Tool #2: Calculating your minimum fee and your target fee

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To make your practice viable, it is useful to rely not only on suggested fees, but also to calculate the minimum fee that would allow you to balance your living expenses, your overheads and your recurring daily costs as a practicing designer. Establishing this minimum allows you to know the rate below which you could not possibly survive, even with a constant flow of commissions.

You can calculate your target fee by establishing how much you want/need to earn in a year depending on the lifestyle you are aiming for: do you want to travel? Have kids? Have a house in five years? Want to have a secure pension down the line? As a reference for your desired annual income, you can relate to how much designers who are employed in a studio earn, or, equivalent to your practice, how much teachers, art mediators or researchers earn. Knowing both your minimum and your target income allows you to negotiate payment for different types of projects without compromising the overall viability of your practice.

The Major Players 2012 salary survey worked out average national UK salaries for 2012 across a range of job titles in design and branding:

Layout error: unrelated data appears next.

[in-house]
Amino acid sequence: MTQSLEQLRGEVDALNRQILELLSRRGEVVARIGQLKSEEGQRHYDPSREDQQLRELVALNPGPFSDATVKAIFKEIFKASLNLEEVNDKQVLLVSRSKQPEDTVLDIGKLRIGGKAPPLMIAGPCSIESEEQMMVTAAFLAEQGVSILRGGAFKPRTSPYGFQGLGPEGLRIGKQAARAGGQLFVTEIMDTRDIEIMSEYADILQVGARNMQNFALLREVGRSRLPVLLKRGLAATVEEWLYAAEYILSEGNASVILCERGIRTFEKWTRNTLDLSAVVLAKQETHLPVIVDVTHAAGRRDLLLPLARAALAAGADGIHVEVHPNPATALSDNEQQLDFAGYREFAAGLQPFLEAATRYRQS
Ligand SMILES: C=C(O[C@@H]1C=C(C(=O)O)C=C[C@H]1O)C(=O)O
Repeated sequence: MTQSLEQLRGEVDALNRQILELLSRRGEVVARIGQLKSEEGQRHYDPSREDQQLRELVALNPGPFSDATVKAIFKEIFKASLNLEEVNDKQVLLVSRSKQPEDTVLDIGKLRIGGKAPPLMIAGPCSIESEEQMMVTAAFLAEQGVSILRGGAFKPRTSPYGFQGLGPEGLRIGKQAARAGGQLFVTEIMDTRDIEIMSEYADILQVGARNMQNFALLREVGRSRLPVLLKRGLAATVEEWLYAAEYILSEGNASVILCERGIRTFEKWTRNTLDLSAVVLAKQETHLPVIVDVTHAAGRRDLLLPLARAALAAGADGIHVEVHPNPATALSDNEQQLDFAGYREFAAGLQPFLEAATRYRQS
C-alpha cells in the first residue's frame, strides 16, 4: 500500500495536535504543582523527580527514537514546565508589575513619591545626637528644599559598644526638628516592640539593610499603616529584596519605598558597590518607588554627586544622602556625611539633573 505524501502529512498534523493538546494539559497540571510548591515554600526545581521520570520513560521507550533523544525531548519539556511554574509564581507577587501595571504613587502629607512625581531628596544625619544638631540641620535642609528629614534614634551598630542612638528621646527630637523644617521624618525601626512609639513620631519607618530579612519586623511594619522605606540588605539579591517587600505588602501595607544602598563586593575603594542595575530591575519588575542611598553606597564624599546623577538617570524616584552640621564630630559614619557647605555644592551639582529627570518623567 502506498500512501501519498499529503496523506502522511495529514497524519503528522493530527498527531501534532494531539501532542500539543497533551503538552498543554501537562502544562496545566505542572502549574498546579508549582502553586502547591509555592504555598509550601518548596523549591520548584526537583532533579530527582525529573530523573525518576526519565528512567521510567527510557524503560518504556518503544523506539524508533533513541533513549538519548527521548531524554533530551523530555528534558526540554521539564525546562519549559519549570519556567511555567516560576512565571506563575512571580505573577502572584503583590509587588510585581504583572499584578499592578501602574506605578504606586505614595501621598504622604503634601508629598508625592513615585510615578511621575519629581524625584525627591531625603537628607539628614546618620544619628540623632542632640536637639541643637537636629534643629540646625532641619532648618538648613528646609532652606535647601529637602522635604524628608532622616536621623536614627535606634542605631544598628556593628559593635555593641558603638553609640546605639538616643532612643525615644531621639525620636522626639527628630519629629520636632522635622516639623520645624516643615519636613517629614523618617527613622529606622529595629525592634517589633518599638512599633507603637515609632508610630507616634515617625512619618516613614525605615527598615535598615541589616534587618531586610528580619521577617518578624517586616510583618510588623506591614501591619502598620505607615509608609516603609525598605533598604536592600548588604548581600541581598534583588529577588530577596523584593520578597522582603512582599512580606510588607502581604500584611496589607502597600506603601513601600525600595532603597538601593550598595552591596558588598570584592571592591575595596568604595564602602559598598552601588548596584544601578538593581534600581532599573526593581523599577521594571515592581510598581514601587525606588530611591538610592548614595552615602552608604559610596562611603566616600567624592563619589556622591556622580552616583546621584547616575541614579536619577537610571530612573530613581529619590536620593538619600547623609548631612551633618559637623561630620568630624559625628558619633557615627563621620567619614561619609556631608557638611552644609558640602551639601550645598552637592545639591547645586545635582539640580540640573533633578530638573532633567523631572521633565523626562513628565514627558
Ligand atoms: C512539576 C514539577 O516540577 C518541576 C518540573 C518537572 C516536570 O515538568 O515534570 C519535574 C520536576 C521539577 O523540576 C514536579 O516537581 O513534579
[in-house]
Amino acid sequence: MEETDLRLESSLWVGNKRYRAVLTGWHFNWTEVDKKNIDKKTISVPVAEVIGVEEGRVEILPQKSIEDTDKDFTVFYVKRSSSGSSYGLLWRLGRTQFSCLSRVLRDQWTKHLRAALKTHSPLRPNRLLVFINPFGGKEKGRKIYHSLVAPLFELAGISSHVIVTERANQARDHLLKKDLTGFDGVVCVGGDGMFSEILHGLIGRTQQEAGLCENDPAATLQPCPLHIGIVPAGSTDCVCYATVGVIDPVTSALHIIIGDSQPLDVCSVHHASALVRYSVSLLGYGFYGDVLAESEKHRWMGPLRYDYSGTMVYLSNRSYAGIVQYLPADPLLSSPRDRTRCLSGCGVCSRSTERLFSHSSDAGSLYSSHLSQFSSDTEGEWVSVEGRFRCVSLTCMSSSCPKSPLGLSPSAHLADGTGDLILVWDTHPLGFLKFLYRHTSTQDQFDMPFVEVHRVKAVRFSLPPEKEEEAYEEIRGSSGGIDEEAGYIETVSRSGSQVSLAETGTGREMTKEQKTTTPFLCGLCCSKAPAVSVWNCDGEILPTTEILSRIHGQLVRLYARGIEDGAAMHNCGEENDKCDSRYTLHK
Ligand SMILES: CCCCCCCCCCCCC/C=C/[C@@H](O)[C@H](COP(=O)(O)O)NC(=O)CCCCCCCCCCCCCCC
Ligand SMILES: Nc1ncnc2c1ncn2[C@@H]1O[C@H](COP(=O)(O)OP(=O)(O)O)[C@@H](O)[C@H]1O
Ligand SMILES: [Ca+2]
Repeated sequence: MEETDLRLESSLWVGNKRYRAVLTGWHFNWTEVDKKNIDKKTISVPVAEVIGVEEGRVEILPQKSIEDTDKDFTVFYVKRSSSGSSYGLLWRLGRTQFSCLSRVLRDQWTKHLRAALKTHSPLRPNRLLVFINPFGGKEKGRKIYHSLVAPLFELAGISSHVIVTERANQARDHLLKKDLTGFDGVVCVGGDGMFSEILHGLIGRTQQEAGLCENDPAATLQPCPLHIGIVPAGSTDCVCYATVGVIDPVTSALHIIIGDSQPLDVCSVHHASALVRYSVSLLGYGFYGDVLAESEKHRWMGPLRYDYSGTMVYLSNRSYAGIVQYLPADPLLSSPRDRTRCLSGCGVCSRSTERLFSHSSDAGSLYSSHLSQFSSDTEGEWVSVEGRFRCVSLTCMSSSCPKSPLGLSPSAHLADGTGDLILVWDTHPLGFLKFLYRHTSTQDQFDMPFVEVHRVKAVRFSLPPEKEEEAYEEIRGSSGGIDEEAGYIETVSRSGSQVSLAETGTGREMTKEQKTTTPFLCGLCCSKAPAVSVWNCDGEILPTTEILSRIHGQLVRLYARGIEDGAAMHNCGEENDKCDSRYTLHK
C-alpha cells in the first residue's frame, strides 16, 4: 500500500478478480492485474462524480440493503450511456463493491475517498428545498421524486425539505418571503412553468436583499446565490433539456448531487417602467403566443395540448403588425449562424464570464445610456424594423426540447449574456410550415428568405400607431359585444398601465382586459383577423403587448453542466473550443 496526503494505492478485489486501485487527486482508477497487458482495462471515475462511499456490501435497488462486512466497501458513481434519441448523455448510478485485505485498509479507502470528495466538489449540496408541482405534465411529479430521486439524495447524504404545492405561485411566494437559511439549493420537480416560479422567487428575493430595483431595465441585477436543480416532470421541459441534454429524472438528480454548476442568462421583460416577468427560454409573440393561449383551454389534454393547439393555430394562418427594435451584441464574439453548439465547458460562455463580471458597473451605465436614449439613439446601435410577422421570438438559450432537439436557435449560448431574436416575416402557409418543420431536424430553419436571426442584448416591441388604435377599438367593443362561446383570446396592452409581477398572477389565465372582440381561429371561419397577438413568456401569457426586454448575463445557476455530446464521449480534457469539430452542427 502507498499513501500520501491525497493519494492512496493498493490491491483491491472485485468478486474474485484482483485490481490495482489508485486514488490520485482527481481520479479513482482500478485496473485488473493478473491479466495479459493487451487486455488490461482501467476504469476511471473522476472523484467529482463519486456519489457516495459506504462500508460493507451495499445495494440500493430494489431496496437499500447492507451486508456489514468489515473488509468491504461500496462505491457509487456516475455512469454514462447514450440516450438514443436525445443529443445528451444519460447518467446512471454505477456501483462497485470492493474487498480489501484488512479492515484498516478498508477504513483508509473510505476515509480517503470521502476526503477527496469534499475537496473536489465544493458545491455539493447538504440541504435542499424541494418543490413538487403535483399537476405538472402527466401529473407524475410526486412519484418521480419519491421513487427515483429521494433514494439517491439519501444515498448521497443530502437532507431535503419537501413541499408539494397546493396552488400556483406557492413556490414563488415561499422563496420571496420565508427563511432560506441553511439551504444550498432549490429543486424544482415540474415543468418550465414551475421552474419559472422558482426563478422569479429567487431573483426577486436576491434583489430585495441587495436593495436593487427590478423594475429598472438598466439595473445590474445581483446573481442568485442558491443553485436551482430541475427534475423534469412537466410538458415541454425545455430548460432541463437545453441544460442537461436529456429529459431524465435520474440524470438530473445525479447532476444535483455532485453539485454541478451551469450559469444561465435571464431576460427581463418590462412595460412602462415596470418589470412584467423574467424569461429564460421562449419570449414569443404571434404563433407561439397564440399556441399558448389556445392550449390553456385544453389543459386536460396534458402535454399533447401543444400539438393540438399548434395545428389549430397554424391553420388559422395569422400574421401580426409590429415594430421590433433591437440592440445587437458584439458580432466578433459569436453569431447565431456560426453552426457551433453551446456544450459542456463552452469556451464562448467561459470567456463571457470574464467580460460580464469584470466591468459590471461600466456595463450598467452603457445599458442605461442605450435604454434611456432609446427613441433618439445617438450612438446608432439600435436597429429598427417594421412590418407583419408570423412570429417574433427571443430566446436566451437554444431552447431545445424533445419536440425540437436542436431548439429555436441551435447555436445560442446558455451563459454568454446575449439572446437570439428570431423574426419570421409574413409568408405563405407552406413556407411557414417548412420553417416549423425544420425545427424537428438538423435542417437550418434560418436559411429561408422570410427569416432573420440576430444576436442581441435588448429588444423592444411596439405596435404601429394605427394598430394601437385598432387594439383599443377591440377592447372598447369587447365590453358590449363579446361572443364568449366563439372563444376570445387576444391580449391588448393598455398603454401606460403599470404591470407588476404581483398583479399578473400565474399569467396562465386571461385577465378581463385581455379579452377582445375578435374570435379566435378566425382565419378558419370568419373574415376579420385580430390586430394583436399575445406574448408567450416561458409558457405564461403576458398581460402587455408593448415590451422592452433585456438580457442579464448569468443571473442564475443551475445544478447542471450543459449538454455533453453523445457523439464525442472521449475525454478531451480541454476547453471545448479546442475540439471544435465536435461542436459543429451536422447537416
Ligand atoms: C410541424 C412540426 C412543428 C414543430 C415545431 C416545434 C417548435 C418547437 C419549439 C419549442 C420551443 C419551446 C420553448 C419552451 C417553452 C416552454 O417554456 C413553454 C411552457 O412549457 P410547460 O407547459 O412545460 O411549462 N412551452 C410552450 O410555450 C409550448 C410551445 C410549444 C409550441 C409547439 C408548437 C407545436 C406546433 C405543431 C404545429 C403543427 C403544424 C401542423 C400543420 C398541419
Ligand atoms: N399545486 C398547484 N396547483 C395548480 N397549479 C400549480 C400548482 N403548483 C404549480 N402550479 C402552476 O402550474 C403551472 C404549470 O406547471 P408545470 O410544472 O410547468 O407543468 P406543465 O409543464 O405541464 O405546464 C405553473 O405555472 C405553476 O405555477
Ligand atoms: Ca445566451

Junior designer: £21,000
Midweight designer: £30,000
Senior designer: £40,000
Design director: £55,000

Nota bene:
When your household income is below 60% of the median national household income, then – according to the OCED and the European Union – you are considered to be living below the poverty line. Here a few samples of average incomes (per person) in Europe:
Germany (2007): €27,083 (60% = €16,249.8)
Italy (2008): €18,873 (60% = €11,323.8)
United Kingdom (2004-2005): £22,800 (60% = £13,680)

Sources to follow up for more detailed explanations of how to individually calculate your fee:
Calculate Design Fees by Marco W. Linke
Design Kalkulieren von Marco W. Linke

• Stundensatzkalkulator BDG:
(hourly rate calculator – unfortunately only available in German)

How much should I charge? by nuSchool

How to establish your hourly rate?


Last edit: 19.05.2014